This glittering crew, a Team America that not even Henry James and Edith Wharton put together could possibly have foreseen, are the most commanding bunch of representatives American literary culture has yet had, but there is something about American culture which doesn’t want to accept death as a fitting end to life. They are so incorrigibly energetic that the white light of their expectations bleaches even their pessimism. In that respect, they could all take a tip from, say, Joan Didion, who at least has never imagined that the Grim Reaper gets into the tournament only on a wild card.

But this isn’t even a quibble. It’s just an observation from someone standing awed and stunned on the sidelines. In my own country, Australia, Portnoy’s Complaint, first published in 1969, was a banned book for the first five years of its career. Having exiled myself to London, I was able to read it, but even in London there was no mistaking that the Americans were leaving the old British Empire looking not just superseded but mealy-mouthed.

American English had become the dominant language of modern reality. There was still a lot to be said for a version of English that wasn’t dominant ( the British and ex-colonial writers would go on to prove that post-imperial confusion was at least as fruitful as the imperial success had ever been) but you couldn’t mistake the shift of cultural power. Even today, decades later, a British professor of American Studies at a provincial university is in the position of someone with the free run of the PX at the local US Air Force base: he has access to goods whose quality is hard to match locally. As for the home-grown literati, listen to Martin Amis talking about Bellow, and Ian McEwan talking about Updike. Try to imagine the same mentor-prentice relationship in reverse. It might happen one day, but not quite yet. For my own part, I can only say this much: of the two funniest books I have ever read in my life, Lucky Jim made me laugh loudest, but Portnoy’s Complaint set me free.

But in culture as in military strength, preponderance has its drawbacks. The big guns get a sense of mission, and their very confidence invites questions about their vision, even about their ability to gaze within. Just as Bellow, in his factual writings, never asked himself the awkward question about divisions within Israel, so in his fictional writings he stifled a question that would have multiplied his range: he never made a subject out of his succession of discarded wives, when you would have thought — must have thought — that for a writer otherwise so brilliantly introspective, there lay the essence of his subject. Similarly, Mailer, unceasingly writing advertisements for himself, never delved far enough into his own psyche to make a subject out of his complicity in the death of Jack Abbott’s victim: the great writer could face every embarrassment except the one that pierced to the centre of his responsibility as a public writer.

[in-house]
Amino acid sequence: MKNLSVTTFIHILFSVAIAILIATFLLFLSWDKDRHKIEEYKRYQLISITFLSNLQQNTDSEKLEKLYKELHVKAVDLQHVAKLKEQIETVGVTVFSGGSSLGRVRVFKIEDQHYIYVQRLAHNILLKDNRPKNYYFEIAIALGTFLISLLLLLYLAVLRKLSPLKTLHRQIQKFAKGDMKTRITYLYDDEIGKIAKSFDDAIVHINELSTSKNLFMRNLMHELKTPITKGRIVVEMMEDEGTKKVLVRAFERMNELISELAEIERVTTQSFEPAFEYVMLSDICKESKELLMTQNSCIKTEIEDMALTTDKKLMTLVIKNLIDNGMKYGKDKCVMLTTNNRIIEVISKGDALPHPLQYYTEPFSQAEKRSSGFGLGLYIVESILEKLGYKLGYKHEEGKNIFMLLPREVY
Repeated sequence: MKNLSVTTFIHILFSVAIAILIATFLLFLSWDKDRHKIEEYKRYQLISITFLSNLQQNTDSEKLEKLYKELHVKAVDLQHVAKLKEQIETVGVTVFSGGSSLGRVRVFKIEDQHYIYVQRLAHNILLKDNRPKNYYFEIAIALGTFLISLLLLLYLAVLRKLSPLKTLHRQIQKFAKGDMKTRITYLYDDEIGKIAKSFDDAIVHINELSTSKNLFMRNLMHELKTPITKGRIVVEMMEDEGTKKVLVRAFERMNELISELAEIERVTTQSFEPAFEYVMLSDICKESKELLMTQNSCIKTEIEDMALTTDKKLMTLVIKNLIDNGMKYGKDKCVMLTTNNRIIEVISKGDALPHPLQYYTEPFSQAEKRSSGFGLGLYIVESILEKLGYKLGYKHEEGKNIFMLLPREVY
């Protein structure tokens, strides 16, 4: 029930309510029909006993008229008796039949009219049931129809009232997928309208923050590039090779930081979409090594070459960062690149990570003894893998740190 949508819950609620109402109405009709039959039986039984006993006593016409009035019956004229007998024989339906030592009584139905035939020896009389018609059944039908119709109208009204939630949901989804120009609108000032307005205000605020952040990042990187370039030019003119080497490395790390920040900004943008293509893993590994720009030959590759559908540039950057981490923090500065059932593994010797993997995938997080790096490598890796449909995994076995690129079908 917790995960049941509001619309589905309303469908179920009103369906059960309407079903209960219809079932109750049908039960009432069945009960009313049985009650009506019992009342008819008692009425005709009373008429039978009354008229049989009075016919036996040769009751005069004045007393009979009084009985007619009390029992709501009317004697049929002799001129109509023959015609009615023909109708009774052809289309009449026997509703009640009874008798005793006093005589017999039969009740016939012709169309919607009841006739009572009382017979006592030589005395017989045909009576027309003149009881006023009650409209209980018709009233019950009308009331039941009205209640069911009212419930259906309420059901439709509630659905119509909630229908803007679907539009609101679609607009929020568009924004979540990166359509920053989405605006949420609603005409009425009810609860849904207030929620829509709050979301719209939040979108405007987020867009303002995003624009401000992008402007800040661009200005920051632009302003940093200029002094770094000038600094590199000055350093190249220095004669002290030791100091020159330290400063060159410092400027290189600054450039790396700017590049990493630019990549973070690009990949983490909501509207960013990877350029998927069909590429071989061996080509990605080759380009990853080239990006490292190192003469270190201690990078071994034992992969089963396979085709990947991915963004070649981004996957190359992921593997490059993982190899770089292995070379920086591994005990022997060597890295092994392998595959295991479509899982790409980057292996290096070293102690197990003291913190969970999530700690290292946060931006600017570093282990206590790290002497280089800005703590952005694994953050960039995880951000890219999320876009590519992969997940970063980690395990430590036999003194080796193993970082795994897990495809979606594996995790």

Vidal has never admitted, let alone explored, the question of whether his criticisms of the American power elite might not be compromised by his membership of it. Does he really think, when he argues that FDR tricked Japan into World War II, that the Japanese right wing, currently making a come-back, will not take this as an endorsement of its views? And does Updike think we will never ask how his basket-balling Rabbit can have the sensibility of Proust, or whether Bech, the character he created to embody his fame as a writer, was not calculated to increase it?

Finally it is only Roth who takes himself entirely to pieces. Has he been cruel to leave recognizable the outlines of discarded loved ones? Yes. Has he made a subject of that? Yes again. That’s why his father keeps on coming back. Even less inclined to be shaken off than the awful Kliman, the fathers of Roth’s leading men walk the platform by dead of night. But does even Roth complete the peeling of the artichoke? To look for the answer, we must go back again to the beginning of this new novel, and try, this time, to finish up somewhere beyond the start. For Zuckerman, if not for Roth, potency is gone. Has desire gone with it? You bet your life it hasn’t. Listen to this:

And so I set out to minimize the loss by struggling to pretend that desire had naturally abated, and I came in contact for barely an hour with a beautiful, privileged, intelligent, self-possessed, languid-looking thirty year-old made enticingly vulnerable by her fears and I experienced the bitter helplessness of a taunted old man dying to be whole again.